As per definition though, a change in the vector is also a change in velocity. Velocity = speed + directional coordinates.

13. Jan 24, 2006

### tony873004

It's not just the change in velocity that makes it a slingshot. Earth's velocity is constantly changing due to its changing direction, and changing speed from its elliptical orbit. But we don't refer to this as a slingshot. It's just an elliptical orbit. The kinetic energy + potential energy is constant the whole time relative to the Sun.
But the planets are all changing their directions, hence velocities, constantly. But we don't refer to these as slingshots. We just call them orbits. After "slingshoting" the Sun, the size, shape, orientation and energy of your orbit remains unchanged. If you happen to be heading towards Saturn rather than Neptune after perihelion, its because Saturn and Neptune have moved. A spacecraft "slingshoting" the Sun will still be tracing the same ellipse it was tracing prior to the "slingshot". I know some spacecraft that head to Venus for a slingshot gravity boost sometimes circle the Sun an extra time to get their intercept timing correct, but this is not considered a slingshot. It's just an extra orbit.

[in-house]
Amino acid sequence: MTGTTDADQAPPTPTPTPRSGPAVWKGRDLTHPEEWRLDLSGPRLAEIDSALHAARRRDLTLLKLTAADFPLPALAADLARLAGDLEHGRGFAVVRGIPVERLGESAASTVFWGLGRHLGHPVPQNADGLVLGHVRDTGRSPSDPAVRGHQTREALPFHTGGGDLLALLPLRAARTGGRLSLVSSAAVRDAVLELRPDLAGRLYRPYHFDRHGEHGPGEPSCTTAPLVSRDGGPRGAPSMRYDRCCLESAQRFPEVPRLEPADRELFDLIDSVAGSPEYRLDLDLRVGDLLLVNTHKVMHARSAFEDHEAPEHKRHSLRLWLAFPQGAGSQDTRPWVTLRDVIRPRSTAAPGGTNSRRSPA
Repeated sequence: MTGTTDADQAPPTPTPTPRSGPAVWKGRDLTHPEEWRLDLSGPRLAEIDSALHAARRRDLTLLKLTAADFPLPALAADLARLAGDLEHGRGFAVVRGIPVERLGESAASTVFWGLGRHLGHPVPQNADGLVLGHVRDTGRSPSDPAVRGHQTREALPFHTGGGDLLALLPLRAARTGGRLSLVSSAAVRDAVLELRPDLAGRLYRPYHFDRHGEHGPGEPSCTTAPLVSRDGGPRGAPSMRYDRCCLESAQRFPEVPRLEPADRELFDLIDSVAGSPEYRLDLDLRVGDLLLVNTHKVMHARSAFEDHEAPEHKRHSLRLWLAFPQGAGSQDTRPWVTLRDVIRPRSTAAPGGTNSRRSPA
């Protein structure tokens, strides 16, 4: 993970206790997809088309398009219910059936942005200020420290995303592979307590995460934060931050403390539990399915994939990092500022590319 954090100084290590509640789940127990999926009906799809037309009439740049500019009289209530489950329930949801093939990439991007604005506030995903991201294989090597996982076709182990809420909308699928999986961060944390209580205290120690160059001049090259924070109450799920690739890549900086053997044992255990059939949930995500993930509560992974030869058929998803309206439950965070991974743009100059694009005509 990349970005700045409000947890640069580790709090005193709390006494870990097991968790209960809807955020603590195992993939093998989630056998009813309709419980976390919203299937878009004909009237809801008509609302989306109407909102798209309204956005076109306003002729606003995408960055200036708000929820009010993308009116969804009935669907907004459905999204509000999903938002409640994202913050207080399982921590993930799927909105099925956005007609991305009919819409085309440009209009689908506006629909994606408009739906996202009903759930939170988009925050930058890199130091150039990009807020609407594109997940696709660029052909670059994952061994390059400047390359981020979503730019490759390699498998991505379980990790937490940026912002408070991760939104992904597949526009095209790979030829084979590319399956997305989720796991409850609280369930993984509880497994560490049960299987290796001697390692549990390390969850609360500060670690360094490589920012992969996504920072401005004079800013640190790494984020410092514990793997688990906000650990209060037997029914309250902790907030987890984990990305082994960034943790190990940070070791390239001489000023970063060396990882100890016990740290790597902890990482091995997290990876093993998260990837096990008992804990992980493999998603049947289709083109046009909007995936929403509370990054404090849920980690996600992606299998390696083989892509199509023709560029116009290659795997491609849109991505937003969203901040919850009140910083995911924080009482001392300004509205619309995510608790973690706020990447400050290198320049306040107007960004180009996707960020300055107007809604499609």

I'm not sure how the Sun's rotational angular momentum would come into play. At least not in any significant manner. I guess the spacecraft would pull a tide on the Sun, and since it outraces its tide, its tide would pull back on the craft and cause it to lose energy. I'm not sure if this is what you are referring to as it is extremely insignificant. Or perhaps frame dragging, but again, extremely insignificant.

14. Jan 24, 2006

### Labguy

I don't recall ever posting anything that was extremely insignificant, except this perhaps...

15. Jan 24, 2006

### tony873004

Then is there something I missed? Is there any significant energy that a spacecraft could draw from the Sun's angular momentum?

16. Jan 24, 2006

### Labguy

There is energy to be gained, but I wouldn't know what you consider significant..?
Are the "shepherding satellites" around Saturn that keep rings in place (F-Ring, I think) significant? Those satellites each trade speeding up then slowing down with respect to each other and with Saturn. Thier significance is the way they weave the F-ring into a spiral, takes energy to do that.